Forced to stop manufacturing of cricket bats due to worst ever crisis in sales this year, manufacturers and exporters of cricket goods based in Jalandhar have pinned hopes on T20 World Cup starting in India on Tuesday to come out of the financial mess.
The bat manufacturers are elated over India clinching the Asia Cup by defeating Bangladesh on Sunday and are of the view that the tone for the T20 World Cup has been set with the fever catching fans and the Indian cricket team termed as favourites for clinching the coveted title by cricket experts.
“We are hopeful that the T20 World Cup will help us revive the sluggish sales. All the matches of the championship are going to happen in the country only. We are hopeful that the T-20 frenzy will bring some cheer for bat manufacturers,” said Khel Udhyog Sangh president and leading bat manufacturer, Ravinder Dhir.
He said the manufacturers had started receiving good signals regarding sales, which were slowly picking up in the last ten days.
Notably, the cricket bat-manufacturing industry in Jalandhar is reeling under the worst ever crisis, with local units choosing to stop production for the first time as there has been a poor market response of late.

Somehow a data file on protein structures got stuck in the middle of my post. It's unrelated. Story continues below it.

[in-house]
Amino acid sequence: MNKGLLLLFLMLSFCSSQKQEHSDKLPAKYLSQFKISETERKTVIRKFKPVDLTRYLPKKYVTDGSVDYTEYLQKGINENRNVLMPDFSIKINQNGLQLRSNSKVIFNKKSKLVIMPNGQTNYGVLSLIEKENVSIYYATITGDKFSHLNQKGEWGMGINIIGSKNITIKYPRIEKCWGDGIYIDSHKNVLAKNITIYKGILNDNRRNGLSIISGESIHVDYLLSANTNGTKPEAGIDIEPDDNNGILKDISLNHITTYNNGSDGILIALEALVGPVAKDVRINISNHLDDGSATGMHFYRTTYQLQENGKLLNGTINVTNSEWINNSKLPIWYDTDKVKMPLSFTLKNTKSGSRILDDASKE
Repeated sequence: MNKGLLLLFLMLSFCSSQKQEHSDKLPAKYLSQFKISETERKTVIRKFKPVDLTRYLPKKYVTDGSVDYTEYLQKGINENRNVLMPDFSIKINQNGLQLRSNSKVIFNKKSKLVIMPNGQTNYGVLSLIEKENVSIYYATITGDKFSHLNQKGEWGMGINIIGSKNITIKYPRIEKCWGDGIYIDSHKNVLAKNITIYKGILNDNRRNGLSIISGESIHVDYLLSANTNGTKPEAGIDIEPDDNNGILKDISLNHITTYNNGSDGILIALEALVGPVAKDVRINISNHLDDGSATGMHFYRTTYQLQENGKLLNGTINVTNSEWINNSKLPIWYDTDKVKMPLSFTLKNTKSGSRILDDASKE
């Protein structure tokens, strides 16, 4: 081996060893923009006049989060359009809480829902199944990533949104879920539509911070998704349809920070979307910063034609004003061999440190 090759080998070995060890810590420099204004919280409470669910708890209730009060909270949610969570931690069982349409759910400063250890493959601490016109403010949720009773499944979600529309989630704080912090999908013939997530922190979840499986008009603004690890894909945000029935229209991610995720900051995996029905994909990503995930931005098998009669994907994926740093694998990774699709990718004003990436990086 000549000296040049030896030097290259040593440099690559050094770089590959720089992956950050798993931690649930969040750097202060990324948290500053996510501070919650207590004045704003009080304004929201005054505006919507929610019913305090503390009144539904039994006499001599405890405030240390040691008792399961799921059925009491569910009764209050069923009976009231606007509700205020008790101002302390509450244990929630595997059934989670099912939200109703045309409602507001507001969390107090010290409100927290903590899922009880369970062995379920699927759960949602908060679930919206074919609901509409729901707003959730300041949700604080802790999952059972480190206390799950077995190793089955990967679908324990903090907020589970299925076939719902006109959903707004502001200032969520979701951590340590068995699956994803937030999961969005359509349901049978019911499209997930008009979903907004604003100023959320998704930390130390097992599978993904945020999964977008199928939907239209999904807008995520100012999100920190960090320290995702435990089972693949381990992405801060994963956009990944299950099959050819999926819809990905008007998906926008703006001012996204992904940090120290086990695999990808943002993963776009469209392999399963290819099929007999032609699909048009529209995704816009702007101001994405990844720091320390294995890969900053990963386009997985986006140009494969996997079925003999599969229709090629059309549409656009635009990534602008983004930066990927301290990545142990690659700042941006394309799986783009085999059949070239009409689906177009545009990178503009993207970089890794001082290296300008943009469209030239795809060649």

As already reported by Hindustan Times, more than 50 small and large units manufacturing bats and other cricket goods are facing heavy losses and many have asked their staff to look for alternative jobs after waiting for a positive response from the market for several months.
“Though, we are yet to ask our workers to come back and restart manufacturing but as the sales have picked up in the domestic market, we would first clear the available stock,” said Karan Kumar, a sports goods seller in Football Chowk market.
Going by the market trend between May and December last year, the sale of bats came down by 80%. Till now, only high-end bats were being made on special orders from national or international clients.
Increasing emphasis on exams in schools, especially in March, is also leading to lesser availability of time for play for children.
“Free time is a luxury these days. However, exams of most schoolchildren are going to end by the middle of March. Students are likely to make a beeline for purchasing new bats right after their exams and this can prove to be a bonanza for the industry,” said Dhir.
Amit Sharma of Spartan bat manufacturing company, whose bats are used by Indian limited-overs format skipper Mahendra Singh Dhoni and West Indies batsman Chris Gayle, also opined that the cricket fever had started gripping the country with the start of the T20 World Cup and if India managed to win it, it could help the sinking bat manufacturing industry of Jalandhar.
“The sale in the international market has picked up ahead of the World Cup. However, it remains to be seen if the market response brings the industry out of the sales crisis,” said Sharma.